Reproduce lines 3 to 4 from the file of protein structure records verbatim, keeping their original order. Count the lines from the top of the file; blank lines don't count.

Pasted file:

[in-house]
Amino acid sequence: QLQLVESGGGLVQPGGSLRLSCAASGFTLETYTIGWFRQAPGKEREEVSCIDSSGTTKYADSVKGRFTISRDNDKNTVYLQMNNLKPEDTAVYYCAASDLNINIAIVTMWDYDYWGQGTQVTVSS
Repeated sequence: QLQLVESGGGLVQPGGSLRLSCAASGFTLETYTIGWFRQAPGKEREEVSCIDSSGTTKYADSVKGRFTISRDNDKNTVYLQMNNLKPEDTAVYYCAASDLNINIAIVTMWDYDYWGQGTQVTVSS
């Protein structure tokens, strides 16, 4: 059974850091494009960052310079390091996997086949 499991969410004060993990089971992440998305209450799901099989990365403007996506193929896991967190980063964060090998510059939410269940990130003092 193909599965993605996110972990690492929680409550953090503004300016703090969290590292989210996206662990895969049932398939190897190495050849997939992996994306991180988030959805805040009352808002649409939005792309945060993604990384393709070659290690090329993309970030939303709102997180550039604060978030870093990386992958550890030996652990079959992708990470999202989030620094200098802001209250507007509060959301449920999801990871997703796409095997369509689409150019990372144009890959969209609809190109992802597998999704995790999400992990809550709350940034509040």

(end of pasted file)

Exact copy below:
Repeated sequence: QLQLVESGGGLVQPGGSLRLSCAASGFTLETYTIGWFRQAPGKEREEVSCIDSSGTTKYADSVKGRFTISRDNDKNTVYLQMNNLKPEDTAVYYCAASDLNINIAIVTMWDYDYWGQGTQVTVSS
């Protein structure tokens, strides 16, 4: 059974850091494009960052310079390091996997086949 499991969410004060993990089971992440998305209450799901099989990365403007996506193929896991967190980063964060090998510059939410269940990130003092 193909599965993605996110972990690492929680409550953090503004300016703090969290590292989210996206662990895969049932398939190897190495050849997939992996994306991180988030959805805040009352808002649409939005792309945060993604990384393709070659290690090329993309970030939303709102997180550039604060978030870093990386992958550890030996652990079959992708990470999202989030620094200098802001209250507007509060959301449920999801990871997703796409095997369509689409150019990372144009890959969209609809190109992802597998999704995790999400992990809550709350940034509040």